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Stem Cells. 2017 Jan;35(1):106-116. doi: 10.1002/stem.2445. Epub 2016 Jul 11.

Concise Review: Perspectives and Clinical Implications of Bone Marrow and Circulating Stem Cell Defects in Diabetes.

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Department of Medicine, University of Padova, and Venetian Institute of Molecular Medicine, Padova, 35128, Italy.


Diabetes mellitus is a complex systemic disease characterized by severe morbidity and excess mortality. The burden of its multiorgan complications relies on an imbalance between hyperglycemic cell damage and defective endogenous reparative mechanisms. Inflammation and abnormalities in several hematopoietic components are typically found in diabetes. The discovery that diabetes reduces circulating stem/progenitor cells and impairs their function has opened an entire new field of study where diabetology comes into contact with hematology and regenerative medicine. It is being progressively recognized that such rare circulating cell populations mirror finely regulated processes involved in hematopoiesis, immunosurveillance, and peripheral tissue homeostasis. From a clinical perspective, pauperization of circulating stem cells predicts adverse outcomes and death. Furthermore, studies in murine models and humans have identified the bone marrow (BM) as a previously neglected site of diabetic end-organ damage, characterized by microangiopathy, neuropathy, fat deposition, and inflammation. As a result, diabetes impairs the mobilization of BM stem/progenitor cells, a defect known as mobilopathy or myelokathexis, with negative consequences for physiologic hematopoiesis, immune regulation, and tissue regeneration. A better understanding of the molecular and cellular processes that govern the BM stem cell niche, cell mobilization, and kinetics in peripheral tissues may uncover new therapeutic strategies for patients with diabetes. This concise review summarizes the current knowledge on the interplay between the BM, circulating stem cells, and diabetes, and sets the stages for future developments in the field. Stem Cells 2017;35:106-116.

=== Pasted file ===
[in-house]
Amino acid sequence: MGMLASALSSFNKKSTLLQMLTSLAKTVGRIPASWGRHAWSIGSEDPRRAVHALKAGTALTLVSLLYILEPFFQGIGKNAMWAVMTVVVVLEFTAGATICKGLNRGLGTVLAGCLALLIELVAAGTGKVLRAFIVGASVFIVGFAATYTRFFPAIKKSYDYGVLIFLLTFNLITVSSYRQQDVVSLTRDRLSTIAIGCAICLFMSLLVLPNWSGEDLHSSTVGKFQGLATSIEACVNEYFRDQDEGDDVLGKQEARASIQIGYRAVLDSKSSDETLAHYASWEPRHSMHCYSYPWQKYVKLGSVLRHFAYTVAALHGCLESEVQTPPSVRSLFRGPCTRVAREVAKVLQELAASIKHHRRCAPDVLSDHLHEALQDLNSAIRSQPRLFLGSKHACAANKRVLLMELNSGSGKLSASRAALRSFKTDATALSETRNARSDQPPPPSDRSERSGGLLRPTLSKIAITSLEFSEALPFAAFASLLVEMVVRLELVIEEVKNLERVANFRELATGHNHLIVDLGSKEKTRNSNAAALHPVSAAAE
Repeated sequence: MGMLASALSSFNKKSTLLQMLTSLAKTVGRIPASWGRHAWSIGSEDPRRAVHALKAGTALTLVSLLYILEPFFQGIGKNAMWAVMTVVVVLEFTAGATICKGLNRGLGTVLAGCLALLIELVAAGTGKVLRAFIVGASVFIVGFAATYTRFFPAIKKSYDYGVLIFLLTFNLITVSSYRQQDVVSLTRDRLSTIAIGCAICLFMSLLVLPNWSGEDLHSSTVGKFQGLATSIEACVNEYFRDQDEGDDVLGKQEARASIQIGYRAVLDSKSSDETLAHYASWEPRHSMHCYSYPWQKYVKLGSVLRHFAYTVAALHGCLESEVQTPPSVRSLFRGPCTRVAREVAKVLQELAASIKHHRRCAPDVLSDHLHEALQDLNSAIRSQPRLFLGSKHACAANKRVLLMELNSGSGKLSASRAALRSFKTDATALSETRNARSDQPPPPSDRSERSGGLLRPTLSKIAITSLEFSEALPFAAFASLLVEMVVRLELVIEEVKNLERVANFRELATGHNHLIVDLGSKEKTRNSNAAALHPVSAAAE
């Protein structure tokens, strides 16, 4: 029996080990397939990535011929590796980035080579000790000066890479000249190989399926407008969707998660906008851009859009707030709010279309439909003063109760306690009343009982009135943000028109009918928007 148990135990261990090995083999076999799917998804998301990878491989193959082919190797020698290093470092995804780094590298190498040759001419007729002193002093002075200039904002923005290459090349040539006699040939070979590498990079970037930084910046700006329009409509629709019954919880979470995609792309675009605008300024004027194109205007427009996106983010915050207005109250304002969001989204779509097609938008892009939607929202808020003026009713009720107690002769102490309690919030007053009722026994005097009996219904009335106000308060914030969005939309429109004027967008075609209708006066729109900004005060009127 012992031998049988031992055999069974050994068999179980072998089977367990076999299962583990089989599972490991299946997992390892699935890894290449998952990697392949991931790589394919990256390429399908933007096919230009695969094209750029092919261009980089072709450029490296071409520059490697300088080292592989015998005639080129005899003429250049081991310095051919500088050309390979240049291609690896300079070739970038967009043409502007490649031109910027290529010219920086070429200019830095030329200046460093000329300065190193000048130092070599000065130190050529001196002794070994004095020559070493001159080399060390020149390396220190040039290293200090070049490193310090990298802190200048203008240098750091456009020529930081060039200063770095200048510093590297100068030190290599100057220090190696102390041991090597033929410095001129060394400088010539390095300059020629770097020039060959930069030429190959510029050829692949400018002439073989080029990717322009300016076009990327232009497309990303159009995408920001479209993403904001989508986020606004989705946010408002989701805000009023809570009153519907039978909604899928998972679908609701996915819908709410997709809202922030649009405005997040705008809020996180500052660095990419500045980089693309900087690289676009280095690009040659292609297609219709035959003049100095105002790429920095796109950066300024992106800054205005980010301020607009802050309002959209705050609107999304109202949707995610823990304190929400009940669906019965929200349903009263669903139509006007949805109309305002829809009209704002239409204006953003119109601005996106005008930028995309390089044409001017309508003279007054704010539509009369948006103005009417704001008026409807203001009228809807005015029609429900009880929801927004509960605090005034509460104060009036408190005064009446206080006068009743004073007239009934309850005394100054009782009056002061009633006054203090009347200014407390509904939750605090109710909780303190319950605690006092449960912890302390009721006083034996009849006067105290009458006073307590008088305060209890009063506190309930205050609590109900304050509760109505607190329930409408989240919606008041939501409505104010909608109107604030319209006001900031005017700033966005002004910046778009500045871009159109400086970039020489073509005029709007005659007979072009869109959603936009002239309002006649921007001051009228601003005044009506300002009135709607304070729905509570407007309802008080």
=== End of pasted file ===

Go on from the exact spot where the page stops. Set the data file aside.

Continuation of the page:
Diabetes; Hematopoiesis; Regeneration; Vascular disease

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